Title of ArticleA meta-synthesis of person-centredness in nursing curricula
Type of ArticleCritical Review of Literature
Author/sDeirdre O’Donnell, Brendan McCormack, Tanya McCance and Sonja McIlfatrick
ReferenceVolume 10, Special Issue on Person-centred Curricula, Article 2
Date of PublicationSeptember 2020
Keywordsliterature review, meta-synthesis, nursing curricula, nursing education, person-centredness

Background: Person-centred approaches to practice are synonymous with effective healthcare. It is therefore important that the nursing workforce values, recognises and demonstrates person-centred practice. This has implications for nursing education and how curricula prepare students for person-centred practice.

Aim: To conduct a meta-synthesis of person-centredness in nursing curricula.

Method: Meta-synthesis.

Results: The meta-synthesis included 48 papers. Four themes were identified:

Moving beyond mediocrity (dissatisfaction with current teaching and learning approaches, and a desire to enhance curricula to promote person-centredness)

Me, myself and I (promoting person-centredness in nursing curricula requires all participants in nursing education to have self-knowledge)

The curricular suitcase (nursing curricula have finite capacity so the inclusion of person-centredness is an essential requirement for the career journey)

Learning elevators (it is important to prioritise learning cultures and experiences that help students understand and enact person-centred practice)

Conclusion: This study has found that nurse educators aspire to and are committed to the promotion of person-centred practice. Internationally, a range of pedagogies and curricular developments to promote person-centredness have been positively evaluated. However, there is generally a lack of conceptual clarity about the nature of person-centredness and no evidence of a systematic approach to whole-curriculum development that reflects the theoretical principles of person-centred practice.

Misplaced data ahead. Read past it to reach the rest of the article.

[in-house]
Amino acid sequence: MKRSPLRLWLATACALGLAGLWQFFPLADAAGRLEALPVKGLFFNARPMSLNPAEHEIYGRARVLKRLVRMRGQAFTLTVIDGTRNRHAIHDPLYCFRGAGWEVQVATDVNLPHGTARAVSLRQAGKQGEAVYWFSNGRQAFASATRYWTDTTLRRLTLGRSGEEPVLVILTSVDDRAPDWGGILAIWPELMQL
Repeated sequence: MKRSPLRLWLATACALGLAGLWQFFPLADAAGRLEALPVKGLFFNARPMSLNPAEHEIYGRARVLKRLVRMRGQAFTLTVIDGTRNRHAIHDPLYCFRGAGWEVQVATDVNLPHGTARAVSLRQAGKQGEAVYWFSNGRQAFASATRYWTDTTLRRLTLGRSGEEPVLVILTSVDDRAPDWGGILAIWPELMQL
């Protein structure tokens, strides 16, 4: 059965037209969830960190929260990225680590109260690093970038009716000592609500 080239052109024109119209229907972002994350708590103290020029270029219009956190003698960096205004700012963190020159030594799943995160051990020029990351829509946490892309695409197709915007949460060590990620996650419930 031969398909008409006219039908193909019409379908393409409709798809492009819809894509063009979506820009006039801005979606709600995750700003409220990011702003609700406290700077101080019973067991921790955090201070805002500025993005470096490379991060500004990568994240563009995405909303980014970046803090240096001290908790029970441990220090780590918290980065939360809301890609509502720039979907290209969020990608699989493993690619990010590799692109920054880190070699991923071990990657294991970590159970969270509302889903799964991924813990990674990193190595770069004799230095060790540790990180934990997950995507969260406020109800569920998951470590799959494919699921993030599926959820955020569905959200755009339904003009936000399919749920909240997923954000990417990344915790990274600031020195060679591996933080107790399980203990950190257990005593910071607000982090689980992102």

Implications for practice development:

  • Person-centred practice is a prominent concept in healthcare policy. If the future nursing workforce is to be prepared for person-centred practice then proficiency standards and nursing curricula should consistently reflect this
  • Nursing curricula need to be developed to encompass a breadth and depth of learning experiences in academic and practice settings, in order to optimise student learning about those issues that matter most to people in need of healthcare

This article by Deirdre O’Donnell, Brendan McCormack, Tanya McCance and Sonja McIlfatrick is licensed under a Creative Commons Attribution Non-Commercial 3.0 License.

In this section